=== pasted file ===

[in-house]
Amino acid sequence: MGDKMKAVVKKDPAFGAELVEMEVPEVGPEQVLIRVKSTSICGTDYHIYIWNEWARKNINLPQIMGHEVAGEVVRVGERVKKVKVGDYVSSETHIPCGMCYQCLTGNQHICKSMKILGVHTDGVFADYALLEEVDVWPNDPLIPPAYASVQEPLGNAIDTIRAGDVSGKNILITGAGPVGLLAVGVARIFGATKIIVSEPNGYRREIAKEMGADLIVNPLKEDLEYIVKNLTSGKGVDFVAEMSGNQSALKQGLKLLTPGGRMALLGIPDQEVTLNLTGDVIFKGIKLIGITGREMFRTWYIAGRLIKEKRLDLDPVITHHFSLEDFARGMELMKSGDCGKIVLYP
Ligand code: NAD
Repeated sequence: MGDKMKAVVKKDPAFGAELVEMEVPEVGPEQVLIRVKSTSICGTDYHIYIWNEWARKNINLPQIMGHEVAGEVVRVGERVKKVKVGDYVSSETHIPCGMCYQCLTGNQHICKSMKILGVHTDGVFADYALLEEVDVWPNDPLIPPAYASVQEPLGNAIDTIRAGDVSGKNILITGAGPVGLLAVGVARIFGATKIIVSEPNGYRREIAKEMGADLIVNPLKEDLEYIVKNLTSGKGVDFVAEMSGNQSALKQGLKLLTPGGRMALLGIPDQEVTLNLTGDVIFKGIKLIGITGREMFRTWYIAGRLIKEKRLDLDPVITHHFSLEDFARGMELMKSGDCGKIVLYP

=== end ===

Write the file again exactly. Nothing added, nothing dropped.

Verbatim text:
[in-house]
Amino acid sequence: MGDKMKAVVKKDPAFGAELVEMEVPEVGPEQVLIRVKSTSICGTDYHIYIWNEWARKNINLPQIMGHEVAGEVVRVGERVKKVKVGDYVSSETHIPCGMCYQCLTGNQHICKSMKILGVHTDGVFADYALLEEVDVWPNDPLIPPAYASVQEPLGNAIDTIRAGDVSGKNILITGAGPVGLLAVGVARIFGATKIIVSEPNGYRREIAKEMGADLIVNPLKEDLEYIVKNLTSGKGVDFVAEMSGNQSALKQGLKLLTPGGRMALLGIPDQEVTLNLTGDVIFKGIKLIGITGREMFRTWYIAGRLIKEKRLDLDPVITHHFSLEDFARGMELMKSGDCGKIVLYP
Ligand code: NAD
Repeated sequence: MGDKMKAVVKKDPAFGAELVEMEVPEVGPEQVLIRVKSTSICGTDYHIYIWNEWARKNINLPQIMGHEVAGEVVRVGERVKKVKVGDYVSSETHIPCGMCYQCLTGNQHICKSMKILGVHTDGVFADYALLEEVDVWPNDPLIPPAYASVQEPLGNAIDTIRAGDVSGKNILITGAGPVGLLAVGVARIFGATKIIVSEPNGYRREIAKEMGADLIVNPLKEDLEYIVKNLTSGKGVDFVAEMSGNQSALKQGLKLLTPGGRMALLGIPDQEVTLNLTGDVIFKGIKLIGITGREMFRTWYIAGRLIKEKRLDLDPVITHHFSLEDFARGMELMKSGDCGKIVLYP